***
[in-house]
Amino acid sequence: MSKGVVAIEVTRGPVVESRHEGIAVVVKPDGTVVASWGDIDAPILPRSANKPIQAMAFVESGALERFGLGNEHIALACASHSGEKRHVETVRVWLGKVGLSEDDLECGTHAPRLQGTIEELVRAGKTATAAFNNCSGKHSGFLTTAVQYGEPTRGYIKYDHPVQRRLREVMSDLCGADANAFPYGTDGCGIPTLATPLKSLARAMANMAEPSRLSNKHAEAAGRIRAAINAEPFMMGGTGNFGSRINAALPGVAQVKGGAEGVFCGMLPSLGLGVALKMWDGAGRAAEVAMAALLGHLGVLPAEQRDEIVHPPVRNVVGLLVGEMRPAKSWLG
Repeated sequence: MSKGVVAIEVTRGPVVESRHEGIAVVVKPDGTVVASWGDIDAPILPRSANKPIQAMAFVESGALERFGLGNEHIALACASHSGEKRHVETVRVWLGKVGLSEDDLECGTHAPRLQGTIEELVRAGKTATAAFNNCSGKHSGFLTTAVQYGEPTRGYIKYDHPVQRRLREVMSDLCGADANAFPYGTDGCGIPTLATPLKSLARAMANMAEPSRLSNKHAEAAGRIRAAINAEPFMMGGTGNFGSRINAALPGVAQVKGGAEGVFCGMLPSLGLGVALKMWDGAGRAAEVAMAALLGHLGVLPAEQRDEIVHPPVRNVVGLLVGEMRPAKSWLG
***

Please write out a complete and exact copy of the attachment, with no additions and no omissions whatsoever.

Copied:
[in-house]
Amino acid sequence: MSKGVVAIEVTRGPVVESRHEGIAVVVKPDGTVVASWGDIDAPILPRSANKPIQAMAFVESGALERFGLGNEHIALACASHSGEKRHVETVRVWLGKVGLSEDDLECGTHAPRLQGTIEELVRAGKTATAAFNNCSGKHSGFLTTAVQYGEPTRGYIKYDHPVQRRLREVMSDLCGADANAFPYGTDGCGIPTLATPLKSLARAMANMAEPSRLSNKHAEAAGRIRAAINAEPFMMGGTGNFGSRINAALPGVAQVKGGAEGVFCGMLPSLGLGVALKMWDGAGRAAEVAMAALLGHLGVLPAEQRDEIVHPPVRNVVGLLVGEMRPAKSWLG
Repeated sequence: MSKGVVAIEVTRGPVVESRHEGIAVVVKPDGTVVASWGDIDAPILPRSANKPIQAMAFVESGALERFGLGNEHIALACASHSGEKRHVETVRVWLGKVGLSEDDLECGTHAPRLQGTIEELVRAGKTATAAFNNCSGKHSGFLTTAVQYGEPTRGYIKYDHPVQRRLREVMSDLCGADANAFPYGTDGCGIPTLATPLKSLARAMANMAEPSRLSNKHAEAAGRIRAAINAEPFMMGGTGNFGSRINAALPGVAQVKGGAEGVFCGMLPSLGLGVALKMWDGAGRAAEVAMAALLGHLGVLPAEQRDEIVHPPVRNVVGLLVGEMRPAKSWLG